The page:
The rebels appealed for foreign intervention. The United Nations Security Council passed a resolution authorising “all necessary measures” to protect civilians.

NATO took this as carte blanche to intervene on the side of the rebels, bombing government troops and sending military advisers to accompany selected rebel units. The rebels also recieved aid and military advisers from Qatar.

Eventually the rebels gained the upper hand. Rebel troops entered Tripoli in August 2011. There was also an insurrection within Tripoli by residents of the city.

Pro-Gaddafi resistance continued for some months. Gaddafi was captured and murdered on October 20.

The militias created during the war continued to exist after its end. They tend to behave like warlord armies, each ruling a particular area.

Sometimes, militias have fought battles for control of territory. Some militias have their own prisons.

The most powerful militia is based in Misrata. It has often been called on by the central government to repress rebellions in other cities.

The Misrata militia is extremely racist. In August 2011, it expelled the whole population of Tawergha, a town near Misrata whose people were descended from black African slaves.

Struggle for democracy

The struggle against the arbitrary power of the militias is one aspect of the struggle for democratic rights in Libya. Many people hope that an army and police force accountable to the elected government will be better than militias under the control of warlord/gangster leaders.

In reality, there is no guarantee that a regular army and police force under the control of a capitalist government will be any better than the militias. The struggle against the abuse of power will need to continue.

It should also be noted that most people who belong to militias do so because of the lack of other work. Hence job creation must be part of the solution.

However, the economy is in poor shape. Prospects for job creation do not appear good given the government's neoliberal policies.

Other democratic struggles include those for ethnic minority rights, workers rights, women’s rights and civil liberties.

The Amazigh, Tebu and Tuareg minorities have taken action around issues including recognition of their languages and increased representation in parliament. At times, they have shut down oil and gas facilities to put pressure on the central government.

The people of Tawergha, who now live in refugee camps in Tripoli and other cities, have demanded the right to return to their home town.

However, the Misrata local authorities and militia will not permit this, and the central government is unwilling or unable to confront the rulers of Misrata over this issue. As a result, Tawerghans continue to live in terrible conditions.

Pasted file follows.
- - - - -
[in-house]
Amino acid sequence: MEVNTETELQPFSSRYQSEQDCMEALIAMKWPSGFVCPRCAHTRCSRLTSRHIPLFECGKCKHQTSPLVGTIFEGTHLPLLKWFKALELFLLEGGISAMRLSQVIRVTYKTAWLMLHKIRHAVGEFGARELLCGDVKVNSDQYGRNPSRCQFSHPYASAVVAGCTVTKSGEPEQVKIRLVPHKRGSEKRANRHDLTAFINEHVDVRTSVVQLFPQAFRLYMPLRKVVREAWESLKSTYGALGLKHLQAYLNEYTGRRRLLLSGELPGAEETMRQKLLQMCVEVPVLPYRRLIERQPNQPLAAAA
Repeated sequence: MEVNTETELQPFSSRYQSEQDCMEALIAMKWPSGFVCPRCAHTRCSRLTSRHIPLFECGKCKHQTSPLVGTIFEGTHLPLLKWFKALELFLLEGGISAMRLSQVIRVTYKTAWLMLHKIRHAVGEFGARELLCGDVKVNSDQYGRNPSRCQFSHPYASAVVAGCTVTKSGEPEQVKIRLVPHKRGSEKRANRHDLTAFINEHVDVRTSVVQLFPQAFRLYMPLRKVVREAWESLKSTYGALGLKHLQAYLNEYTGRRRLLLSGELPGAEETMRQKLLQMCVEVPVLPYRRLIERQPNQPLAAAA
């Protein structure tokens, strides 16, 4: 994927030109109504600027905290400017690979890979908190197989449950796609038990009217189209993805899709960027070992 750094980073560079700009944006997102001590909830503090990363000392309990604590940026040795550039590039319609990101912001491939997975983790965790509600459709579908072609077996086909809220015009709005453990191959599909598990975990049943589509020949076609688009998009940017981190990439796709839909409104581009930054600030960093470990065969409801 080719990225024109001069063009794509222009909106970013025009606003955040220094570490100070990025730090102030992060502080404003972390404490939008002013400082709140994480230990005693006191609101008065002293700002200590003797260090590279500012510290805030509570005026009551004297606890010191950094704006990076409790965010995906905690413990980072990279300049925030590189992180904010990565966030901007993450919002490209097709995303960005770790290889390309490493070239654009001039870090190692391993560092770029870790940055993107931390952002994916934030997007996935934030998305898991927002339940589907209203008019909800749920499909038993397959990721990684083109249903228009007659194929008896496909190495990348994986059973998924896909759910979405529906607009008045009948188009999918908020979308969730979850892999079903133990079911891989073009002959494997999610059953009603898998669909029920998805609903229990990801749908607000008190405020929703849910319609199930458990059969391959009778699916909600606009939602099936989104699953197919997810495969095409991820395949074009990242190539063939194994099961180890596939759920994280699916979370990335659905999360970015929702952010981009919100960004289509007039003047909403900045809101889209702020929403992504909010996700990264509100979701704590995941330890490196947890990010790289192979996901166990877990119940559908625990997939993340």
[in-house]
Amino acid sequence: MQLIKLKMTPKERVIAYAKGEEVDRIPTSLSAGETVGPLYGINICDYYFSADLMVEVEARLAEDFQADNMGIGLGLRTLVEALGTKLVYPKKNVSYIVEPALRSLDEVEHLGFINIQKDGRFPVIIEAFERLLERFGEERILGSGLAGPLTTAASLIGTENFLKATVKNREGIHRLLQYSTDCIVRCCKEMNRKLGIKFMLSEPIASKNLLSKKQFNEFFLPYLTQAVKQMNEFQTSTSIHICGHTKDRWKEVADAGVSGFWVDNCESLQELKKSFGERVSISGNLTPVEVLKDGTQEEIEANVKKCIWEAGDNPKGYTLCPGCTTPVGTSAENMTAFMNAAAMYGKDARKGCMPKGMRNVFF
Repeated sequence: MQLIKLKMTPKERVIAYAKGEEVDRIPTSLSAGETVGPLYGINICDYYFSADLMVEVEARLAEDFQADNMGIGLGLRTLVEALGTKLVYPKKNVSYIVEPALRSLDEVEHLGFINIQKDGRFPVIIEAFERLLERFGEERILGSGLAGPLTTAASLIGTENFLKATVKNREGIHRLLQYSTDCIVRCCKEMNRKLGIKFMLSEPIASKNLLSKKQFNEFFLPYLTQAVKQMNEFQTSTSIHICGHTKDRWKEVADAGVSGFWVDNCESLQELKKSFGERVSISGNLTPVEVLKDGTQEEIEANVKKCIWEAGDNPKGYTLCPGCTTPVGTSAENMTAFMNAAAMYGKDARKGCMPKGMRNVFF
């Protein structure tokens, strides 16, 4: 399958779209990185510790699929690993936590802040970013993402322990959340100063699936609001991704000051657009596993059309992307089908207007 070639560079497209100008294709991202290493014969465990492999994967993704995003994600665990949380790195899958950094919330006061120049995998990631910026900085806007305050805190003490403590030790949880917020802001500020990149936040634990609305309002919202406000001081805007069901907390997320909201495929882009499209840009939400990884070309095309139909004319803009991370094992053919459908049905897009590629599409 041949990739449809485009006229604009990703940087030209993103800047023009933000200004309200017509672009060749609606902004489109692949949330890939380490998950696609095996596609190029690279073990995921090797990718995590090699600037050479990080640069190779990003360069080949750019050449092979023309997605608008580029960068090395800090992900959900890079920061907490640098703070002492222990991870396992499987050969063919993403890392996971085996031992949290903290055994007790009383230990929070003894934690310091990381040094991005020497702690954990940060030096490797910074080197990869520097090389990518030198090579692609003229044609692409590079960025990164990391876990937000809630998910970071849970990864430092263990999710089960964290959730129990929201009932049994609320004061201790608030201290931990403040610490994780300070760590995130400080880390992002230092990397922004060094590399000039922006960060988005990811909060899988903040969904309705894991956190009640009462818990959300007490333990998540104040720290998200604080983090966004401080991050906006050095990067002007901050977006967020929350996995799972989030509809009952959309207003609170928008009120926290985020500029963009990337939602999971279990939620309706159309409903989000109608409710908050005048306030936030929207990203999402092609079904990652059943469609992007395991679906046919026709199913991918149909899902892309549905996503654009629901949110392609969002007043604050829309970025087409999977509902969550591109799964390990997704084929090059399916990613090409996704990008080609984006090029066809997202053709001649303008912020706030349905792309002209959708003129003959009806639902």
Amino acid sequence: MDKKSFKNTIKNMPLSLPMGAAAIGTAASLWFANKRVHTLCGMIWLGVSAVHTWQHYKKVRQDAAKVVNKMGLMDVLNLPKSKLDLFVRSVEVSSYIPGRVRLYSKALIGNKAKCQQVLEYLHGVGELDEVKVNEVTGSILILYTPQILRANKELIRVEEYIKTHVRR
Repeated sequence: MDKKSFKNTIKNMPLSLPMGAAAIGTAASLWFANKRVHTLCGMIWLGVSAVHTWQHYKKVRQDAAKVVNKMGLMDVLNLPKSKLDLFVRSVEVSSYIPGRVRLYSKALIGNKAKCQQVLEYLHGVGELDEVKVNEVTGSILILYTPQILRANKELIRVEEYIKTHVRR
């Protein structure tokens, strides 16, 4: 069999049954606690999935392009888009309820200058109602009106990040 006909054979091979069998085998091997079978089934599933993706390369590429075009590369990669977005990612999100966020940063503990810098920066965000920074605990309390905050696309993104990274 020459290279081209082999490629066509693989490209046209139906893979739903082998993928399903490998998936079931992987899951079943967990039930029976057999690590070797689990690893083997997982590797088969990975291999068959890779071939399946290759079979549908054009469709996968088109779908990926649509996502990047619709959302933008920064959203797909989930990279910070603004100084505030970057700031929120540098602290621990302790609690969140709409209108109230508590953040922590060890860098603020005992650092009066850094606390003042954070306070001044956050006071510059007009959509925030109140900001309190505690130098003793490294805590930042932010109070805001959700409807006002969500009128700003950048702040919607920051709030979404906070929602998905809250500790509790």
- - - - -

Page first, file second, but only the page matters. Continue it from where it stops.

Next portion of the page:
There have been strikes by oil, electricity and other workers around health and safety, pay and other issues. At times, the workers have demanded that managers be sacked.

The campaign for women’s rights has suffered setbacks. Libyan writer Aicha Almagrabi said: “Things have changed but not for the better, and we’ve lost the few rights we had.

“As an example, polygamy is still common currency in Libya, but at least a man needed his wife’s approval to marry a second wife under Gaddafi. That is no longer required …

“Girls at school are now forced to wear the hijab (a headscarf that covers women’s hair and necks but not their faces) and the mufti [chief Islamic religious leader] is also campaigning for all women to always cover their hair.”

Almagrabi said some militias try to enforce restrictions on women’s freedom: “I live outside the city, and on February 13 I was stopped by a group of armed men on my way to work. They held me at gunpoint for and hour and a half because I had no muharram [male companion] traveling with me.

“I took the issue to media and it got the attention of the general public. On March 14 we organised a protest called ‘the march for the dignity of women’. As usual we were insulted, beaten and harassed.”

At the moment, the struggle against the militias is the key front in the fight for democracy. But a real democratic revolution will require a mass campaign for women’s rights.

It will require widespread solidarity with the struggle of the people of Tawergha to return to their homes. It will require a struggle for free speech, and a struggle to free all political prisoners.

It will also require a struggle against neoliberal economic policies, and for jobs and social justice.


From GLW issue 994